Big Data in business

We’ve entered a new era in business. Digital marketing and ecommerce are rapidly becoming the new norm, with Digital commerce transactions predicted to climb to US$8 trillion by 2020. As the internet becomes the central platform for marketing, buying and selling products and services, the very concept of consumer insight is changing. With the growth of online sales comes a wealth of opportunities for businesses looking to understand their audience better. And that’s where big data comes in.

Big data is exactly what it sounds like (millions of bytes of information regarding human behaviour when online), but the name doesn’t come close to conveying its real value to the modern business. By studying large sets of data relating to how specific audiences interact with their content, businesses can pinpoint exactly what works, and what doesn’t for their brand. By quantifying audience engagement and providing insights into consumer behaviour previously only available through (often unreliable) consumer surveys, big data has revolutionised the marketing process. The business insights garnered through big data are huge, so why have companies been so slow to take advantage of these new opportunities?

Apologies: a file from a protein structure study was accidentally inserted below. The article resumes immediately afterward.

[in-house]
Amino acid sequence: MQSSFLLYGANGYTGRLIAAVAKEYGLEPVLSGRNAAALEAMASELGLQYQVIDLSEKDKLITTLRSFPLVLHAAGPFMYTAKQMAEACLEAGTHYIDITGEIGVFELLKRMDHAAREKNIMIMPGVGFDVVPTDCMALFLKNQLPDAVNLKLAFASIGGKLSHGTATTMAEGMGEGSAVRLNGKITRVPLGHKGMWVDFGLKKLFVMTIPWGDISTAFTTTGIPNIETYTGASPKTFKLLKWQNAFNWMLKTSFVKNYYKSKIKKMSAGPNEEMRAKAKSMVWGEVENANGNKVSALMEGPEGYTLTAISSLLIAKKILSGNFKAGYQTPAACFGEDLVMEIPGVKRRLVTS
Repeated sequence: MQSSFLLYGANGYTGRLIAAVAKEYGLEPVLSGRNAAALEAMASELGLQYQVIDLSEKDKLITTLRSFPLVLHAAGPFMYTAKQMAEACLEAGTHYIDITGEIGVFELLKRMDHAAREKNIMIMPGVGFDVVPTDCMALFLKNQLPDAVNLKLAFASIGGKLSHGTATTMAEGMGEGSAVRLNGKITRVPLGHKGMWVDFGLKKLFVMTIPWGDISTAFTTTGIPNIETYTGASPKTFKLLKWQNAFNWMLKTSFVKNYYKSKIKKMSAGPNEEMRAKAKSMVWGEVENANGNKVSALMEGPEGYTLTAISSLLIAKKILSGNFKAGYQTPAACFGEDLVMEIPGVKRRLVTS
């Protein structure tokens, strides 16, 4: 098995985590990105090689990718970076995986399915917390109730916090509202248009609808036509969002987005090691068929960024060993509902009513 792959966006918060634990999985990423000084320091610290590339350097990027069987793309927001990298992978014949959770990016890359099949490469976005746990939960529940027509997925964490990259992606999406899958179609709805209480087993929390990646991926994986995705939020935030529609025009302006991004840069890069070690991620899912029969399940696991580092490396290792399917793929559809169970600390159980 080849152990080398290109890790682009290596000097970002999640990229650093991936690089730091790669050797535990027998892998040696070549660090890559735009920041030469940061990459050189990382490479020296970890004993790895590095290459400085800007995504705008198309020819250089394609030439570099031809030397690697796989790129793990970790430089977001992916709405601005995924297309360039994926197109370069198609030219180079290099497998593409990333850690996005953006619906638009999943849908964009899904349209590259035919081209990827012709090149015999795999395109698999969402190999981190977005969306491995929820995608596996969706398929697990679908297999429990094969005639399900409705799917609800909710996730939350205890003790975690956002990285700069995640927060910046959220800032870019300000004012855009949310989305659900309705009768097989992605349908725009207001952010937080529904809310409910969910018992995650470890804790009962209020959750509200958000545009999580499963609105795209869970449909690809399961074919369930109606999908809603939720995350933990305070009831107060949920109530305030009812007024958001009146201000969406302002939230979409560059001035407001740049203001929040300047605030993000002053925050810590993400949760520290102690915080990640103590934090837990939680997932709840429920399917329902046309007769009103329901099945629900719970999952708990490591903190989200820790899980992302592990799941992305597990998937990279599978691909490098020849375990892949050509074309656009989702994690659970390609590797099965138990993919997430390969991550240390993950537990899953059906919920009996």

Instinct over analysis is always a gamble

Despite the growth in big data, marketing professionals still rely too heavily on intuition and blanket distribution to get their message out there.  Whilst it’s vital a business doesn’t forget it’s USP, it’s also important to consider the metrics behind each figure before proceeding. Analytics tools track customer activity like bounce rate, the number of clicks and time spent on site, and generate reports based on the findings, removing a huge element of the guesswork from marketing. With Google Analytics, businesses can break down which aspects of their content works, as well as provide an insight into how to improve future output with ecommerce and conversion reporting. Businesses can find the right formula for their specific audience through studying a visitors demographics, interests, language, and location, as well as what devices and operating systems they use.

“Businesses can find the right formula for their specific audience”

Data distrust is natural, but rarely justified

Many companies distrust the information provided by big data, preferring instead to rely on intuition and business knowledge. These are the veteran marketers, dedicated to the kind of time-consuming audience research no longer applicable to the pervasive digital mass-market. They argue that big data might be able to tell you what people are doing, but it’s through intensive research that you find out why. Whereas the data can reveal a site’s click-through conversion rate is 6%, marketers need to use business acumen, API know-how, and common sense to understand why it isn’t higher. Whilst these skills are essential to anyone looking to grow their brand online, they just can’t take into account the changing attitudes of consumers to the same degree afforded by the addition of cold hard data.